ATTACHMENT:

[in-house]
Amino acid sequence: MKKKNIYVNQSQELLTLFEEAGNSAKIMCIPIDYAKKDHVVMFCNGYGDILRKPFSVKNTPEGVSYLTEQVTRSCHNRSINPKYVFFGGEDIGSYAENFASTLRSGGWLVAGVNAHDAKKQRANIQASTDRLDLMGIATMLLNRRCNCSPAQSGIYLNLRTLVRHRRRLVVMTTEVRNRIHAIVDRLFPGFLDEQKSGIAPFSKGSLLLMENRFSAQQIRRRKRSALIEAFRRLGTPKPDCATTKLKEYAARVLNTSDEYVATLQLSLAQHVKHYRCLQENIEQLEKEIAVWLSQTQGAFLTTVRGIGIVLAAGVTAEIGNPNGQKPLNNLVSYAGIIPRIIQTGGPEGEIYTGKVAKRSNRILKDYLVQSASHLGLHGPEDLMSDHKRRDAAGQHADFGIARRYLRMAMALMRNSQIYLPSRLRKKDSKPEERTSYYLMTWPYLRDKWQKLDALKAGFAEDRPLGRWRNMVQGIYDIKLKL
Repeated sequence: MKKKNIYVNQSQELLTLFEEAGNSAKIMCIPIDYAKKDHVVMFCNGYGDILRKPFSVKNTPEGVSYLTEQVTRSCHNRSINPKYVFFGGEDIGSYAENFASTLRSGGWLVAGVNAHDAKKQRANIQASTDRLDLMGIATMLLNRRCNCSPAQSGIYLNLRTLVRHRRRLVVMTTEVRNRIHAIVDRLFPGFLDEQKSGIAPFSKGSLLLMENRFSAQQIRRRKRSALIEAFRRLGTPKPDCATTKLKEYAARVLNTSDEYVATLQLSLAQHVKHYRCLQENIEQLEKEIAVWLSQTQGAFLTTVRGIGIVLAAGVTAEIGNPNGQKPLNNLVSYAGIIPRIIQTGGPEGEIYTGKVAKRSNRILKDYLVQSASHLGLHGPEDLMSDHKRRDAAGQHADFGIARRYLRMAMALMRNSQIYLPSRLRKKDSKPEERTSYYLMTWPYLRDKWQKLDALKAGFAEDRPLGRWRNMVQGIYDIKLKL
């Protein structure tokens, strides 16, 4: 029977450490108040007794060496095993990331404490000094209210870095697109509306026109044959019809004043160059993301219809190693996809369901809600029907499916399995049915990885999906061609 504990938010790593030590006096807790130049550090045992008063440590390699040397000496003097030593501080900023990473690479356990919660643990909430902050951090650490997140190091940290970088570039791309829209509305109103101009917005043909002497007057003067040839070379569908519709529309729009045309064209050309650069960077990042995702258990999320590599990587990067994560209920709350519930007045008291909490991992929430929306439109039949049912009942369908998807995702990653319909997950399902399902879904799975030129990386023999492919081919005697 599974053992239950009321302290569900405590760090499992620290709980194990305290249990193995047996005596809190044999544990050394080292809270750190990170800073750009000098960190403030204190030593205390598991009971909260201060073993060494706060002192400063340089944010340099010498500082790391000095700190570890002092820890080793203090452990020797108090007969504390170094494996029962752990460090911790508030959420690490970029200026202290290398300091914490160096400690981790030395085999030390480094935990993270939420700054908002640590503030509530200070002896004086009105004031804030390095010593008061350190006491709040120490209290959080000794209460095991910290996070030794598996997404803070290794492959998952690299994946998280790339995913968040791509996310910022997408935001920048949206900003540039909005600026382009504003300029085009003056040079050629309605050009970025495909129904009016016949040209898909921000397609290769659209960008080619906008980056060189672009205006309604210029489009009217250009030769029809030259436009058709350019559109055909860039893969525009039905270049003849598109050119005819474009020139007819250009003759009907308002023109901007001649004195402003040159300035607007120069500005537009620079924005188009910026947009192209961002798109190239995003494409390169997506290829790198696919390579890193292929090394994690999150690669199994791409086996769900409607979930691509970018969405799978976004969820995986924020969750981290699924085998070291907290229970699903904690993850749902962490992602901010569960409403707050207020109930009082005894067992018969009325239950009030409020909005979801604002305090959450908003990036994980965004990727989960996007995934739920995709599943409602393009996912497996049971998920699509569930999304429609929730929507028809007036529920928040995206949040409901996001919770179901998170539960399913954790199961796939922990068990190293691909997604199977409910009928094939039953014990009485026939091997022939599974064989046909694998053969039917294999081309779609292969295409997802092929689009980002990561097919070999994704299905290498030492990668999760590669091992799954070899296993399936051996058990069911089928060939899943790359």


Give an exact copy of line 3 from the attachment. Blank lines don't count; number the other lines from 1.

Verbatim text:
Repeated sequence: MKKKNIYVNQSQELLTLFEEAGNSAKIMCIPIDYAKKDHVVMFCNGYGDILRKPFSVKNTPEGVSYLTEQVTRSCHNRSINPKYVFFGGEDIGSYAENFASTLRSGGWLVAGVNAHDAKKQRANIQASTDRLDLMGIATMLLNRRCNCSPAQSGIYLNLRTLVRHRRRLVVMTTEVRNRIHAIVDRLFPGFLDEQKSGIAPFSKGSLLLMENRFSAQQIRRRKRSALIEAFRRLGTPKPDCATTKLKEYAARVLNTSDEYVATLQLSLAQHVKHYRCLQENIEQLEKEIAVWLSQTQGAFLTTVRGIGIVLAAGVTAEIGNPNGQKPLNNLVSYAGIIPRIIQTGGPEGEIYTGKVAKRSNRILKDYLVQSASHLGLHGPEDLMSDHKRRDAAGQHADFGIARRYLRMAMALMRNSQIYLPSRLRKKDSKPEERTSYYLMTWPYLRDKWQKLDALKAGFAEDRPLGRWRNMVQGIYDIKLKL